No doubt the Carey and Atkins would reject this analysis. (A pint says Atkins would call it a "monstrous distortion"). But what can they say they actually mean? Absent a reasonable explanation of what a non-Christian-dominated "Christian society" would look like we're entitled to assume that it means that some decisions will be removed from their current location and given to the clerics.

There's also little doubt that their main thrust will be to try and “sell” the benefits. If we're all Christian then crime will be lower, teenage pregnancy will be down, families will be more likely to stay together etc. etc. All things we want, all laid out in front of you. All you have to do is give in, let us take over. Go on, is “freedom” such a big thing to give up?

qed said...

By now we have seen that this is a rather silly question.

Yet, the answer has to be recorded as emphatic no, because:

(1) such a society would be based on a christian perversion of morality

(2) such a society would be guided by irrationality and superstition

MatthewH said...

I watched it and was severely annoyed, the question is insulting to non-theists like me. How could the audience even take that type of question seriously, it implies those without faith have some sort of flaw and have no morality. Plot a 'wellness graph' compared to a societies number of believers over time and I think you'd find the question should more likely be reversed..

Hugo said...

Crikey, I just watched it and was shocked by the extraordinarily bad quality of the arguments.

Stephen, you were an oasis of reason in a sea of crud. I heard very few decent arguments in the whole hour from anyone else - mostly just non sequiturs, anecdote, assertion, begging the question, and general lack of sound arguments.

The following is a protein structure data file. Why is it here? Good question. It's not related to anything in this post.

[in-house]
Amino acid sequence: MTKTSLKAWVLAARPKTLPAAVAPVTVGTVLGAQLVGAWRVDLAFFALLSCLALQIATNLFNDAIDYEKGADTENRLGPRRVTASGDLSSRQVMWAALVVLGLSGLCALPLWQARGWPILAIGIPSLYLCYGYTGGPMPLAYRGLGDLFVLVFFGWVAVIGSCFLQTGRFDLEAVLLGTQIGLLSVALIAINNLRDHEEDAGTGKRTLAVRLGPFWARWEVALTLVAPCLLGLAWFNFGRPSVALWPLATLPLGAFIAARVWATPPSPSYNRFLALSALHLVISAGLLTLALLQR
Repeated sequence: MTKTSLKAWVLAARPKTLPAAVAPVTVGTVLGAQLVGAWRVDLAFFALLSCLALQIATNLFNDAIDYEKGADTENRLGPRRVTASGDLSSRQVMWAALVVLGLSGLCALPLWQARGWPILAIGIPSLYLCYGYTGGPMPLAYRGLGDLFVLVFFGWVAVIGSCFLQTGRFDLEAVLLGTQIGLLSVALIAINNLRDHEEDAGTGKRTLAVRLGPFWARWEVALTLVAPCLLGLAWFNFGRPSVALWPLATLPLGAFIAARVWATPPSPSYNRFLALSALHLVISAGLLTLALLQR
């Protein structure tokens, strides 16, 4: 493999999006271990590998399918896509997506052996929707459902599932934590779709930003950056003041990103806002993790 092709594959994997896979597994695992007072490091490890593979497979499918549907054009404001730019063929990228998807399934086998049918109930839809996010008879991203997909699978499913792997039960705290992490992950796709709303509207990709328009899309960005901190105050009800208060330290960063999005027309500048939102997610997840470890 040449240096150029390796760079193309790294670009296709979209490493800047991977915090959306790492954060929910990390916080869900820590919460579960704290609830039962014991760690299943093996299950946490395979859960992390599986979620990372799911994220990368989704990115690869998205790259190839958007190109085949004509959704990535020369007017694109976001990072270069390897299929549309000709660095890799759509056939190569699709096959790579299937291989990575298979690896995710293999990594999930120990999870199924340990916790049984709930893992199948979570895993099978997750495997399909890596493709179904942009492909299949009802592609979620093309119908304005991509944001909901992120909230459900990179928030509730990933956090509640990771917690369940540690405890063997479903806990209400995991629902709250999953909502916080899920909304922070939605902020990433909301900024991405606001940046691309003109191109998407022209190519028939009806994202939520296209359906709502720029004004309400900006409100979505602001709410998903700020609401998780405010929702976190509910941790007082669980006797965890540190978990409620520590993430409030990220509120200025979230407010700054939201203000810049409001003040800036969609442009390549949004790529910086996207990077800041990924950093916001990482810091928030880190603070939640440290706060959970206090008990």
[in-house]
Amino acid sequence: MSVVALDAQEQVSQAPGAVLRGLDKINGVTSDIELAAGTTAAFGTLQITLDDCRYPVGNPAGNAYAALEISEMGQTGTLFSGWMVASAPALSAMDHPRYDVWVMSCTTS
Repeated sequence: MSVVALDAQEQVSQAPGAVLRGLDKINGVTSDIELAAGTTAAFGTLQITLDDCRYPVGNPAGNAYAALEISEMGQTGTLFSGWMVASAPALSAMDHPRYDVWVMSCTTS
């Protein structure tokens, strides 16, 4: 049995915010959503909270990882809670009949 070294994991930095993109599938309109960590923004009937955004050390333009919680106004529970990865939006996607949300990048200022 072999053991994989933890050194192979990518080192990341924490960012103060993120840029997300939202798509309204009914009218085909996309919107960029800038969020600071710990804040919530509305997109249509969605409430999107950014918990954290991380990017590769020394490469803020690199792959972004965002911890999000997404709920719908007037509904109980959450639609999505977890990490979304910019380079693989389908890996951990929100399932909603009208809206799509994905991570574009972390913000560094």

A pity you were shouted down by that priest.

What a terrible programme. Nicky Campbell seems to destroy everything he touches.

I notice again with annoyance that the programme is filled under the BBC's "Religion & Ethics" category, as if they go together.

Dick said...

There's an assumption here that Christianity is a set of propositions - dogma - that individuals have to "believe in" (what that means is not straightforward); in which case they are Christian.

But what if Christianity is a set of interconnected stories (some 'historical', others 'legend'), and a vast tangle of conflicting interpretations of those stories - which is pretty much what Christianity seems to be in actuality? In that case it is more like a language which can be used quite regardless of personal "belief".

Christianity then becomes the language which a society speaks. It is sometimes pointed out that a lot of poetry and writing in this country - whether by "believers" or not - draws on Christian imagery and story, and without knowing these often assumed references the important cross-references to other ideas can be missed.

Drive the mythical language of Christianity out of the public sphere and a lot of the subtlety and connectedness of our culture - which is also European and worldwide - is lost.